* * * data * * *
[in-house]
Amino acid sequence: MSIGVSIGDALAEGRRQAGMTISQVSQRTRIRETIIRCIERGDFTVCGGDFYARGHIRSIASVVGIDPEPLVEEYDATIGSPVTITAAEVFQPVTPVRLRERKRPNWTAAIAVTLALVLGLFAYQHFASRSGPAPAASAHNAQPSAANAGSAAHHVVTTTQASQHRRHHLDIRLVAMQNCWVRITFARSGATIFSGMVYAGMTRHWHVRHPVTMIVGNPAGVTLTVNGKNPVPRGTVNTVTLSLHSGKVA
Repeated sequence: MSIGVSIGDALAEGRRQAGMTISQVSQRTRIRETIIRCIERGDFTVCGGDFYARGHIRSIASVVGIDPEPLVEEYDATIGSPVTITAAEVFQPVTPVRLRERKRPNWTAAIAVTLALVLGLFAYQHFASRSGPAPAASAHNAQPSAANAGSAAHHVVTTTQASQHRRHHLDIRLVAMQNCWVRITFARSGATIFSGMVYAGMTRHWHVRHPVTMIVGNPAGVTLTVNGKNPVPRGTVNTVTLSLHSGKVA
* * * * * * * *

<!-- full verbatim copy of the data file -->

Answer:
[in-house]
Amino acid sequence: MSIGVSIGDALAEGRRQAGMTISQVSQRTRIRETIIRCIERGDFTVCGGDFYARGHIRSIASVVGIDPEPLVEEYDATIGSPVTITAAEVFQPVTPVRLRERKRPNWTAAIAVTLALVLGLFAYQHFASRSGPAPAASAHNAQPSAANAGSAAHHVVTTTQASQHRRHHLDIRLVAMQNCWVRITFARSGATIFSGMVYAGMTRHWHVRHPVTMIVGNPAGVTLTVNGKNPVPRGTVNTVTLSLHSGKVA
Repeated sequence: MSIGVSIGDALAEGRRQAGMTISQVSQRTRIRETIIRCIERGDFTVCGGDFYARGHIRSIASVVGIDPEPLVEEYDATIGSPVTITAAEVFQPVTPVRLRERKRPNWTAAIAVTLALVLGLFAYQHFASRSGPAPAASAHNAQPSAANAGSAAHHVVTTTQASQHRRHHLDIRLVAMQNCWVRITFARSGATIFSGMVYAGMTRHWHVRHPVTMIVGNPAGVTLTVNGKNPVPRGTVNTVTLSLHSGKVA